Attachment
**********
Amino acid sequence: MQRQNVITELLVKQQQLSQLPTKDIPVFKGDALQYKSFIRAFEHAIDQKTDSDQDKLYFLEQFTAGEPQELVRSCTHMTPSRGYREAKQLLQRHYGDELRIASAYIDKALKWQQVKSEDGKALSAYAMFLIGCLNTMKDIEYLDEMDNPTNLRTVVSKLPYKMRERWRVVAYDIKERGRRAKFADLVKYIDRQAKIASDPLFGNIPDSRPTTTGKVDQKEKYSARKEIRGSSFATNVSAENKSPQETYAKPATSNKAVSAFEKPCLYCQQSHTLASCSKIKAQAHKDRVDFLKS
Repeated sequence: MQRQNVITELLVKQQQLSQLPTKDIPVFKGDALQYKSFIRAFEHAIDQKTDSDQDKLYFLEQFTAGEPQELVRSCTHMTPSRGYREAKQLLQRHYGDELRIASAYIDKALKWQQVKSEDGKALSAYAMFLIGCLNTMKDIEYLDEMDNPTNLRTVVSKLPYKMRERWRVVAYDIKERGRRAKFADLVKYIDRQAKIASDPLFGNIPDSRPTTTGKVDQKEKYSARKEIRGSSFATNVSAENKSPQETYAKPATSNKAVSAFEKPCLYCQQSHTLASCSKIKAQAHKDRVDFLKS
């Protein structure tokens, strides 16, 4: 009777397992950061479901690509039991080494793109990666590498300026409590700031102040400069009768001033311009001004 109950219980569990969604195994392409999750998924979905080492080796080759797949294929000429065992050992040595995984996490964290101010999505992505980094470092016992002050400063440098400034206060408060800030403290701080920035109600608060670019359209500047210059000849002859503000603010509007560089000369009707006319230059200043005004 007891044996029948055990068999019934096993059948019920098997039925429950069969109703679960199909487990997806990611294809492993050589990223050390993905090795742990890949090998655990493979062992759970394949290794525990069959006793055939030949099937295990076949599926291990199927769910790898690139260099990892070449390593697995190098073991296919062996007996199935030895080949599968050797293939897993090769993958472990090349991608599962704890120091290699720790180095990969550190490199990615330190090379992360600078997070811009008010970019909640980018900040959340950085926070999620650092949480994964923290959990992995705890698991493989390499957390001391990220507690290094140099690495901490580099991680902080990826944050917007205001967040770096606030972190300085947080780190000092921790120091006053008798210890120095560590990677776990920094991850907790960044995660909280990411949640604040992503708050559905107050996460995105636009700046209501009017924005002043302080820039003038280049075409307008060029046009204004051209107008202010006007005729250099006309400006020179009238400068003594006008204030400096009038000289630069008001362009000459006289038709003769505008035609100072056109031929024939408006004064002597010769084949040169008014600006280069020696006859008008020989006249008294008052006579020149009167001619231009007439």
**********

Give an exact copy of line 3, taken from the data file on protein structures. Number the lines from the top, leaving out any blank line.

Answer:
């Protein structure tokens, strides 16, 4: 009777397992950061479901690509039991080494793109990666590498300026409590700031102040400069009768001033311009001004 109950219980569990969604195994392409999750998924979905080492080796080759797949294929000429065992050992040595995984996490964290101010999505992505980094470092016992002050400063440098400034206060408060800030403290701080920035109600608060670019359209500047210059000849002859503000603010509007560089000369009707006319230059200043005004 007891044996029948055990068999019934096993059948019920098997039925429950069969109703679960199909487990997806990611294809492993050589990223050390993905090795742990890949090998655990493979062992759970394949290794525990069959006793055939030949099937295990076949599926291990199927769910790898690139260099990892070449390593697995190098073991296919062996007996199935030895080949599968050797293939897993090769993958472990090349991608599962704890120091290699720790180095990969550190490199990615330190090379992360600078997070811009008010970019909640980018900040959340950085926070999620650092949480994964923290959990992995705890698991493989390499957390001391990220507690290094140099690495901490580099991680902080990826944050917007205001967040770096606030972190300085947080780190000092921790120091006053008798210890120095560590990677776990920094991850907790960044995660909280990411949640604040992503708050559905107050996460995105636009700046209501009017924005002043302080820039003038280049075409307008060029046009204004051209107008202010006007005729250099006309400006020179009238400068003594006008204030400096009038000289630069008001362009000459006289038709003769505008035609100072056109031929024939408006004064002597010769084949040169008014600006280069020696006859008008020989006249008294008052006579020149009167001619231009007439």